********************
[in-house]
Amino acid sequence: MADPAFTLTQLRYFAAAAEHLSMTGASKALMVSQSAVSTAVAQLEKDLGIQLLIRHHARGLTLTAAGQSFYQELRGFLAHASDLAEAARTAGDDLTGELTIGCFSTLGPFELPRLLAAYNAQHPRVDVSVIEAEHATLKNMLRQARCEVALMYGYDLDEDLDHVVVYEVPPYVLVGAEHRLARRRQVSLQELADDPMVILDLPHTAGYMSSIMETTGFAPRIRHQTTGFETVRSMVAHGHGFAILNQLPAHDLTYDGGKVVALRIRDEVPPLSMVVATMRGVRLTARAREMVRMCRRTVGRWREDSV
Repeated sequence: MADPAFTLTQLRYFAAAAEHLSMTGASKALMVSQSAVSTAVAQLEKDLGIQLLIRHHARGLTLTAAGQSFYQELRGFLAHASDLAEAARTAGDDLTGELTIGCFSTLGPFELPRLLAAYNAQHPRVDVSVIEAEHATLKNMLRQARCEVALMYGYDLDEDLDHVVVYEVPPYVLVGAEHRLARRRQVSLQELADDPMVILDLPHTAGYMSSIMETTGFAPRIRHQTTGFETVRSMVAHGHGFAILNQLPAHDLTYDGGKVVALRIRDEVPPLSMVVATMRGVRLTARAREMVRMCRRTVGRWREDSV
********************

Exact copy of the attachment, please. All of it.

[in-house]
Amino acid sequence: MADPAFTLTQLRYFAAAAEHLSMTGASKALMVSQSAVSTAVAQLEKDLGIQLLIRHHARGLTLTAAGQSFYQELRGFLAHASDLAEAARTAGDDLTGELTIGCFSTLGPFELPRLLAAYNAQHPRVDVSVIEAEHATLKNMLRQARCEVALMYGYDLDEDLDHVVVYEVPPYVLVGAEHRLARRRQVSLQELADDPMVILDLPHTAGYMSSIMETTGFAPRIRHQTTGFETVRSMVAHGHGFAILNQLPAHDLTYDGGKVVALRIRDEVPPLSMVVATMRGVRLTARAREMVRMCRRTVGRWREDSV
Repeated sequence: MADPAFTLTQLRYFAAAAEHLSMTGASKALMVSQSAVSTAVAQLEKDLGIQLLIRHHARGLTLTAAGQSFYQELRGFLAHASDLAEAARTAGDDLTGELTIGCFSTLGPFELPRLLAAYNAQHPRVDVSVIEAEHATLKNMLRQARCEVALMYGYDLDEDLDHVVVYEVPPYVLVGAEHRLARRRQVSLQELADDPMVILDLPHTAGYMSSIMETTGFAPRIRHQTTGFETVRSMVAHGHGFAILNQLPAHDLTYDGGKVVALRIRDEVPPLSMVVATMRGVRLTARAREMVRMCRRTVGRWREDSV